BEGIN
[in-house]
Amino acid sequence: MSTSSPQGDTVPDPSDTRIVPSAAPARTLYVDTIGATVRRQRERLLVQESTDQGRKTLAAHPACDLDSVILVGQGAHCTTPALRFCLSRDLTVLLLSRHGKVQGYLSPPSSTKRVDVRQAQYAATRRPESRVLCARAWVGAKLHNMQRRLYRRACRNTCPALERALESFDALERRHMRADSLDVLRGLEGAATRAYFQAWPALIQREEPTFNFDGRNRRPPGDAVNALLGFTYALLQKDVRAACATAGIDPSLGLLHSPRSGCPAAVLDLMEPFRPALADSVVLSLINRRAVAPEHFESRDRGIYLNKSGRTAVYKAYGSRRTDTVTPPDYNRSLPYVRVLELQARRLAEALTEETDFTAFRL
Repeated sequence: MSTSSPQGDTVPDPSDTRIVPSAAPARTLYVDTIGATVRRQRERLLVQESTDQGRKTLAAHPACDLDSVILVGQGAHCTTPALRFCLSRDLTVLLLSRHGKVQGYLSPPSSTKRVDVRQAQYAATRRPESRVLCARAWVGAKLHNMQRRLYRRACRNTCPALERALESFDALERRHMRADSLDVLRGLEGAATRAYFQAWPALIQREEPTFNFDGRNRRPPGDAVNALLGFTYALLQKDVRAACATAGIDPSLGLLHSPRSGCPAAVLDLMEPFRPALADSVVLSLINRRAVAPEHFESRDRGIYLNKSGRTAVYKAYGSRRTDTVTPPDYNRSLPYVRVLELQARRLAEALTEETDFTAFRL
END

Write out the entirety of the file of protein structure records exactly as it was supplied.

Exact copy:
[in-house]
Amino acid sequence: MSTSSPQGDTVPDPSDTRIVPSAAPARTLYVDTIGATVRRQRERLLVQESTDQGRKTLAAHPACDLDSVILVGQGAHCTTPALRFCLSRDLTVLLLSRHGKVQGYLSPPSSTKRVDVRQAQYAATRRPESRVLCARAWVGAKLHNMQRRLYRRACRNTCPALERALESFDALERRHMRADSLDVLRGLEGAATRAYFQAWPALIQREEPTFNFDGRNRRPPGDAVNALLGFTYALLQKDVRAACATAGIDPSLGLLHSPRSGCPAAVLDLMEPFRPALADSVVLSLINRRAVAPEHFESRDRGIYLNKSGRTAVYKAYGSRRTDTVTPPDYNRSLPYVRVLELQARRLAEALTEETDFTAFRL
Repeated sequence: MSTSSPQGDTVPDPSDTRIVPSAAPARTLYVDTIGATVRRQRERLLVQESTDQGRKTLAAHPACDLDSVILVGQGAHCTTPALRFCLSRDLTVLLLSRHGKVQGYLSPPSSTKRVDVRQAQYAATRRPESRVLCARAWVGAKLHNMQRRLYRRACRNTCPALERALESFDALERRHMRADSLDVLRGLEGAATRAYFQAWPALIQREEPTFNFDGRNRRPPGDAVNALLGFTYALLQKDVRAACATAGIDPSLGLLHSPRSGCPAAVLDLMEPFRPALADSVVLSLINRRAVAPEHFESRDRGIYLNKSGRTAVYKAYGSRRTDTVTPPDYNRSLPYVRVLELQARRLAEALTEETDFTAFRL